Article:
Extensive Collection of Photographs of Greater Kabylia and the Kabyles, 1888–1889. François Charvériat.
Extensive Collection of Photographs of Greater Kabylia and the Kabyles, 1888–1889
Extensive Collection of Photographs of Greater Kabylia and the Kabyles, 1888–1889
Extensive Collection of Photographs of Greater Kabylia and the Kabyles, 1888–1889
Extensive Collection of Photographs of Greater Kabylia and the Kabyles, 1888–1889
Extensive Collection of Photographs of Greater Kabylia and the Kabyles, 1888–1889
Extensive Collection of Photographs of Greater Kabylia and the Kabyles, 1888–1889
Extensive Collection of Photographs of Greater Kabylia and the Kabyles, 1888–1889
Extensive Collection of Photographs of Greater Kabylia and the Kabyles, 1888–1889
Extensive Collection of Photographs of Greater Kabylia and the Kabyles, 1888–1889
Extensive 19th-Century Photographic Documentation of Greater Kabylia and the Kabyle People

Extensive Collection of Photographs of Greater Kabylia and the Kabyles, 1888–1889

[Algeria / France]: 1888–1889. 141 original, vintage sepia-toned albumen prints on blue cardboard mounts with red frames (some of the images appear in more than one copy). Some images are labeled in French in ink or pencil. Mount size: ca. 255 × 210 mm; image size: ca. 170 × 120 mm. A few cardboards with foxing, the images are in fine condition. Overall in fine condition.

A unique collection of nearly 150 photographs of extensive 19th-century documentation of Greater Kabylia (wilaya of Tizi Ouzou), its ethnography, architecture, nature, and missionary education. The largest coherent collection of such early photographs of the region we could trace.

The pictures are ranging from ethnographic and nature photography to images of the built environment and missionary education. Few of them are labeled or dated, among those the majority were captured on March 11–12, 1889. Some of the captions indicate the location of the photograph, which are Tawrirt Mengellat (Taourirt Menguellet), Ouadhia, Beni Yenni (Ath Yenni), Ain Sultan and Ait Mellal (At Mlal or Draa Mellal). One of the pictures is dated a year earlier, necessarily taken during a prior journey to the province.

The photos could be classified into five distinct groups. The largest is ethnographic photography, consisting of 53 photographs (of 30 different pictures). Ranging from snapshots and probably arranged scenes with local people, their livestock; some are more detailed showing particular activities like gathering at the well, or drying meat, others document common rural scenes, or the clothing of the Kabyles. 36 photos (15 different) are documenting the built environment, mostly traditional architecture and urban landscapes, one of them depicts a colonial building complex probably in Tawrirt Mengellat. 35 photographs (11 different) are documenting the missionary education, showing groups of local boys and girls with Pères Blancs (White Fathers) and Soeurs Blanches (White Sisters), the French Catholic missionary teachers; also an interior of a school of embroidery (dated 1888). 9 images (6 different pictures) capture the nature and 8 miscellanies (5 different) show the harbor of Algiers (dated on March 13, 1889), the Great Mosque (Djamaa el Kebir), and some railroad cars.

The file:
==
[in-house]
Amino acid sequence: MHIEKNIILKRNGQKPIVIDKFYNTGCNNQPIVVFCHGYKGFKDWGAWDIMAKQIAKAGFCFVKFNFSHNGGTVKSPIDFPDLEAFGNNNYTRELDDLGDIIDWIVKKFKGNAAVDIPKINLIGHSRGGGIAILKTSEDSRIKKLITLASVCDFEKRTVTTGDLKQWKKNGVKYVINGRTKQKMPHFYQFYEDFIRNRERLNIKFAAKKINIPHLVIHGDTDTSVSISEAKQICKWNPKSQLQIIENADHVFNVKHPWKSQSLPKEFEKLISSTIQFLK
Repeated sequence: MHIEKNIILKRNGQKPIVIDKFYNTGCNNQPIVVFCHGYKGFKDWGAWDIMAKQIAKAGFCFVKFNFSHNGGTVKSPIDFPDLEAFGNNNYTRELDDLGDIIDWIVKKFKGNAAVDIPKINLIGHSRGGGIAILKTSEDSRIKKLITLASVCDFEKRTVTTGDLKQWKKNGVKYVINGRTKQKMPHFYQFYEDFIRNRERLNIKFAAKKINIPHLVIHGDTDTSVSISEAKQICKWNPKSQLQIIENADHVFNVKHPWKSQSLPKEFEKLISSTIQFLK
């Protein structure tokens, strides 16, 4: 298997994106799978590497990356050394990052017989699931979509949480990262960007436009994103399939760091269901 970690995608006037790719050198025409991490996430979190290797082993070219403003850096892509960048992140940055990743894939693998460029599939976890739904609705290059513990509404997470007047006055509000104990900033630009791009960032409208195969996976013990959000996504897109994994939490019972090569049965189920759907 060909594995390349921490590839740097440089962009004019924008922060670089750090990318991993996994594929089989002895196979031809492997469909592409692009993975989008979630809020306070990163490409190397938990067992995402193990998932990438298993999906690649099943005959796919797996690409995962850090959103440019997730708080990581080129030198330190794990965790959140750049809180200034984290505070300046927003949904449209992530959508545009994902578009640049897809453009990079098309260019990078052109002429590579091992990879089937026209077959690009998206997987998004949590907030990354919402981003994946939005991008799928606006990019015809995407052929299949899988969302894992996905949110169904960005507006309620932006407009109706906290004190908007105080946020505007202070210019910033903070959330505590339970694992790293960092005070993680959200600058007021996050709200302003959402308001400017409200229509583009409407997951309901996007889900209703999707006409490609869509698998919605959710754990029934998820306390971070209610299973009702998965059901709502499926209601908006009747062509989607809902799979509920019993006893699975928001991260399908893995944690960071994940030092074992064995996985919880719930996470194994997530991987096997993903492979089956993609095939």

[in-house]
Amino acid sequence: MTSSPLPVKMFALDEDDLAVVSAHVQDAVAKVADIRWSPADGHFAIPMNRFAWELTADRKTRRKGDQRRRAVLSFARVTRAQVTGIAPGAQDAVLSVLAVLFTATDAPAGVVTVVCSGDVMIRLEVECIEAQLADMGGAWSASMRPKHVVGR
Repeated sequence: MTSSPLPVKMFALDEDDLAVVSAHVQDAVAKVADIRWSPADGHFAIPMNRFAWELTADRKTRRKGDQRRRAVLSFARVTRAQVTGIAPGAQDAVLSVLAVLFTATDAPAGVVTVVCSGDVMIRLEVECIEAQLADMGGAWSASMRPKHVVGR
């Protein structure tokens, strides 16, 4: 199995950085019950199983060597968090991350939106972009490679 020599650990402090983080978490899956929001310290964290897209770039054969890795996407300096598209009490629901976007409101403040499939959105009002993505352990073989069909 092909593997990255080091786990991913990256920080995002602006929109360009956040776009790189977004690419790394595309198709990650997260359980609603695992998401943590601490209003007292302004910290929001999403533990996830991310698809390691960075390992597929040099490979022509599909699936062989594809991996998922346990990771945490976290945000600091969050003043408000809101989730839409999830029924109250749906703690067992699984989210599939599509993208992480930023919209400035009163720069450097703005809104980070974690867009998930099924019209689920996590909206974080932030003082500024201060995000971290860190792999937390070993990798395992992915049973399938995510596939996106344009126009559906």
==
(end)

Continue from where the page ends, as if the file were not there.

Kabylia is the mountainous coastal region in northern Algeria, inhabited by the Berber people. It remained the last independent area of the French government in Colonial Algeria until the early 1870s.

The photos are attributed to François Charvériat (1854–1889), a French professor at the Faculty of Law of Algiers, and the author of Huit Jours en Kabylie. A travers la Kabylie et les questions kabyles (Paris, 1889). Charvériat believed that for successful colonization of a Muslim country like Algeria, the assimilation of its indigenous populations is indispensable, foremost the Kabyles, who differ from the majority of the Arab population in their traditions and language. He dedicated eleven study trips to Kabylia to collect knowledge about the culture of the Kabyle people and the result was published in the aforementioned, posthumously published book. The majority of the present photos were taken on Charvériat’s last trip to the Tizi Ouzou province in March 1889, just a few days before his death in Algiers on March 24, 1889, of a sickness supposedly a result of the journey.

We could not trace any collection of photographic documentation of such extent of the region, and we assume that this is the earliest and largest coherent collection of photographs of Greater Kabylia and the Kabyles of the era.

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Price: €12,000.00

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